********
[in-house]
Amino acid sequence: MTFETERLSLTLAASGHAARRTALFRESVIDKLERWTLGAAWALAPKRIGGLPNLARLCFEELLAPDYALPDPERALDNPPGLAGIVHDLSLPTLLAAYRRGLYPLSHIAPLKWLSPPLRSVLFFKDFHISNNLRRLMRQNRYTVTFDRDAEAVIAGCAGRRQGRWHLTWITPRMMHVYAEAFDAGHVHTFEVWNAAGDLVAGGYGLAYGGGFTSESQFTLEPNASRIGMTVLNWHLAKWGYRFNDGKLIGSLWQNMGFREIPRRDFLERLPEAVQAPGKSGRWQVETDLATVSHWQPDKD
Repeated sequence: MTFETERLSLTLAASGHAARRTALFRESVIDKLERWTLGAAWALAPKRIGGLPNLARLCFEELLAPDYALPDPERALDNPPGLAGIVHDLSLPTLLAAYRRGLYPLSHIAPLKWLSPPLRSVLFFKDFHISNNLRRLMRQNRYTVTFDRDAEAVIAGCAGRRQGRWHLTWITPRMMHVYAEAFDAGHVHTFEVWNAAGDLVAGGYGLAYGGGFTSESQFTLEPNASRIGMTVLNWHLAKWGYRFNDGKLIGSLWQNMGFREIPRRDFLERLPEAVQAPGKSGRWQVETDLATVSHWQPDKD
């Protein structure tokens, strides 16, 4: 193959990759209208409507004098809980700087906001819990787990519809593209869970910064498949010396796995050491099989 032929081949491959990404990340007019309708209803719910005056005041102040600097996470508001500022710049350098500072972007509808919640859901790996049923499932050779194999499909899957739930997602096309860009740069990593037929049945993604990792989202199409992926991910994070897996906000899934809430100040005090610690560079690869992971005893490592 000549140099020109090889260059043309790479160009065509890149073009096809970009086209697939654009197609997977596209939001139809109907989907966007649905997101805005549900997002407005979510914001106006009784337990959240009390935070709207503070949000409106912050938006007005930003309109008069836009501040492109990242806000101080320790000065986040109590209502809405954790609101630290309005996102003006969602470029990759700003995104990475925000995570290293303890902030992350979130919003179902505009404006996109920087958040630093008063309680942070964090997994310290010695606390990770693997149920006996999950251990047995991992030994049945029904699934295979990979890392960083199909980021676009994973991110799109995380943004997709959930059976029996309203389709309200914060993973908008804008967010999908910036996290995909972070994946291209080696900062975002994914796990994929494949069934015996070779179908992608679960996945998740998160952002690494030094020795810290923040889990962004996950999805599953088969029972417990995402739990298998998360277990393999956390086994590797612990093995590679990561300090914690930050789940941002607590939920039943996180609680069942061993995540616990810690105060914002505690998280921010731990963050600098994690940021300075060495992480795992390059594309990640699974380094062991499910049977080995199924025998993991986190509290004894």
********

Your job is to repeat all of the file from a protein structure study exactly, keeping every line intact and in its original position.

[in-house]
Amino acid sequence: MTFETERLSLTLAASGHAARRTALFRESVIDKLERWTLGAAWALAPKRIGGLPNLARLCFEELLAPDYALPDPERALDNPPGLAGIVHDLSLPTLLAAYRRGLYPLSHIAPLKWLSPPLRSVLFFKDFHISNNLRRLMRQNRYTVTFDRDAEAVIAGCAGRRQGRWHLTWITPRMMHVYAEAFDAGHVHTFEVWNAAGDLVAGGYGLAYGGGFTSESQFTLEPNASRIGMTVLNWHLAKWGYRFNDGKLIGSLWQNMGFREIPRRDFLERLPEAVQAPGKSGRWQVETDLATVSHWQPDKD
Repeated sequence: MTFETERLSLTLAASGHAARRTALFRESVIDKLERWTLGAAWALAPKRIGGLPNLARLCFEELLAPDYALPDPERALDNPPGLAGIVHDLSLPTLLAAYRRGLYPLSHIAPLKWLSPPLRSVLFFKDFHISNNLRRLMRQNRYTVTFDRDAEAVIAGCAGRRQGRWHLTWITPRMMHVYAEAFDAGHVHTFEVWNAAGDLVAGGYGLAYGGGFTSESQFTLEPNASRIGMTVLNWHLAKWGYRFNDGKLIGSLWQNMGFREIPRRDFLERLPEAVQAPGKSGRWQVETDLATVSHWQPDKD
């Protein structure tokens, strides 16, 4: 193959990759209208409507004098809980700087906001819990787990519809593209869970910064498949010396796995050491099989 032929081949491959990404990340007019309708209803719910005056005041102040600097996470508001500022710049350098500072972007509808919640859901790996049923499932050779194999499909899957739930997602096309860009740069990593037929049945993604990792989202199409992926991910994070897996906000899934809430100040005090610690560079690869992971005893490592 000549140099020109090889260059043309790479160009065509890149073009096809970009086209697939654009197609997977596209939001139809109907989907966007649905997101805005549900997002407005979510914001106006009784337990959240009390935070709207503070949000409106912050938006007005930003309109008069836009501040492109990242806000101080320790000065986040109590209502809405954790609101630290309005996102003006969602470029990759700003995104990475925000995570290293303890902030992350979130919003179902505009404006996109920087958040630093008063309680942070964090997994310290010695606390990770693997149920006996999950251990047995991992030994049945029904699934295979990979890392960083199909980021676009994973991110799109995380943004997709959930059976029996309203389709309200914060993973908008804008967010999908910036996290995909972070994946291209080696900062975002994914796990994929494949069934015996070779179908992608679960996945998740998160952002690494030094020795810290923040889990962004996950999805599953088969029972417990995402739990298998998360277990393999956390086994590797612990093995590679990561300090914690930050789940941002607590939920039943996180609680069942061993995540616990810690105060914002505690998280921010731990963050600098994690940021300075060495992480795992390059594309990640699974380094062991499910049977080995199924025998993991986190509290004894």